Contraceptive Counseling For Primary Care NPsMar 23, 2021
Some people feel really uncomfortable talking about anything that has to do with reproductive health. Some of these people are patients, and some of them are healthcare professionals. Are you one of them? If we are not comfortable talking about reproductive health, we really can’t expect our patients to be comfortable, either.
Contraception counseling is important in primary care.
If you thought that you might be off the hook because you work in primary care - you’re not. Contraception is as important as smoking, cholesterol, diet, or family history - all the things that we talk with our patients about all the time. It’s a part of taking care of the entire patient. When you know and understand your patients’ goals for family planning - whether that is to never have children, to have children at some point in the future, or to be open to whatever happens - a lot of other pieces of the clinical picture can become more clear.
Having a plan for the conversation is a good way to get more comfortable. If you get stuck just trying to think of where to start, there are tips in this week’s video that will help with the conversation. Imagine having just three questions to ask that not only guide the whole conversation, but that makes the whole thing easier and less awkward for both you and the patient.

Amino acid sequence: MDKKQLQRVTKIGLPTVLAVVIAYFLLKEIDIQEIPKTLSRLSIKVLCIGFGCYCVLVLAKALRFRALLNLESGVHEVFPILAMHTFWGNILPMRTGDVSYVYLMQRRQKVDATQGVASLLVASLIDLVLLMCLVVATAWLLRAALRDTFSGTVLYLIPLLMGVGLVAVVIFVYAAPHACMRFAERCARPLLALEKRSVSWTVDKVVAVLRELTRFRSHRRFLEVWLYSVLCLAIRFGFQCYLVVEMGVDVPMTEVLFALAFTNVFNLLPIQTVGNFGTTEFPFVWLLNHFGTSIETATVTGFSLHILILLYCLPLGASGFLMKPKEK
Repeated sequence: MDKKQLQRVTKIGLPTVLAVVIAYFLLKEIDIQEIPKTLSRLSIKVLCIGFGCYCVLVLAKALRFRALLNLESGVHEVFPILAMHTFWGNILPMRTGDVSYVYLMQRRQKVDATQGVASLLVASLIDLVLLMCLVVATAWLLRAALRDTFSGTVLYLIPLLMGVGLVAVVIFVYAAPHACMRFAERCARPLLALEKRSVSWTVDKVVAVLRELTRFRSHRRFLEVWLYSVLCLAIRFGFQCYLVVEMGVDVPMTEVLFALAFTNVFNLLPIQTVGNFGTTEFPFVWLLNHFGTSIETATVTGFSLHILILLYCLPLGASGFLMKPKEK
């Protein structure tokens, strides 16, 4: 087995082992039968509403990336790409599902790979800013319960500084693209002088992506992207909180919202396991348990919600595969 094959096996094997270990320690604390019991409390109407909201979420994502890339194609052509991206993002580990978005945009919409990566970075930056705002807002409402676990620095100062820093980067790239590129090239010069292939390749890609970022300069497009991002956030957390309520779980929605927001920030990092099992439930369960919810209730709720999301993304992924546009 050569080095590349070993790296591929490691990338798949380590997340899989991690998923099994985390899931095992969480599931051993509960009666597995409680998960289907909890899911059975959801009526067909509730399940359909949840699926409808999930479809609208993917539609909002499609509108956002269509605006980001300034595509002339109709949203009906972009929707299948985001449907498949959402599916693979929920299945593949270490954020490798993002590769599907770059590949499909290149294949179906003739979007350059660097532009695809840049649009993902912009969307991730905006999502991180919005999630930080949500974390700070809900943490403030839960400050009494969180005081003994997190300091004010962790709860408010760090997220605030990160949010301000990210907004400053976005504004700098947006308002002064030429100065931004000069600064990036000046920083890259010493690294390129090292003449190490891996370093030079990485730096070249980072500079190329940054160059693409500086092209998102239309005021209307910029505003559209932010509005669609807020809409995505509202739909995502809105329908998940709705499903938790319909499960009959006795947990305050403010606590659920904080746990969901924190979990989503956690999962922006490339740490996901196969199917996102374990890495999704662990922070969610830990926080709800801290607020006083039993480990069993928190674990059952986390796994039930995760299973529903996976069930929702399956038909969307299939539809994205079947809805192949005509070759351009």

In this video, we will cover easy-to-use strategies for contraceptive counseling in primary care. Including:
- How to actually talk with primary care patients about contraceptives
- Questions to ask the patient about contraceptive methods
- How to match contraceptive options with the patient’s preferences
- How having this conversation actually empowers patients
You don’t have to know the perfect thing to say when it comes to contraceptive counseling. But having a roadmap for the conversation will make a big difference for you and your patients.
(FYI: to slow down the audio speed, hit the gear symbol in the bottom right corner and change it to .75x or .5x. Closed captions are also located at the bottom R hand corner of the video.)